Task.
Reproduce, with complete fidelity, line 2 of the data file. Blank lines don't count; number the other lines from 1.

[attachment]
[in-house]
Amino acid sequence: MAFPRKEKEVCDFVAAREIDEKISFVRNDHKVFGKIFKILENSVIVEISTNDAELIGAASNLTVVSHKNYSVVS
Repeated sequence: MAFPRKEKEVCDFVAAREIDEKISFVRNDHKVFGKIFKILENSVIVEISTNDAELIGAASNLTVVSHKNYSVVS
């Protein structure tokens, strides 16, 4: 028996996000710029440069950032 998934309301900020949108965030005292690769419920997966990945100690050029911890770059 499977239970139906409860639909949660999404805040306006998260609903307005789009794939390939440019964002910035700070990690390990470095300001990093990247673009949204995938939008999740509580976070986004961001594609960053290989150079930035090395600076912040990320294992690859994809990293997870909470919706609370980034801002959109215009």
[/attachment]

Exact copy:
Amino acid sequence: MAFPRKEKEVCDFVAAREIDEKISFVRNDHKVFGKIFKILENSVIVEISTNDAELIGAASNLTVVSHKNYSVVS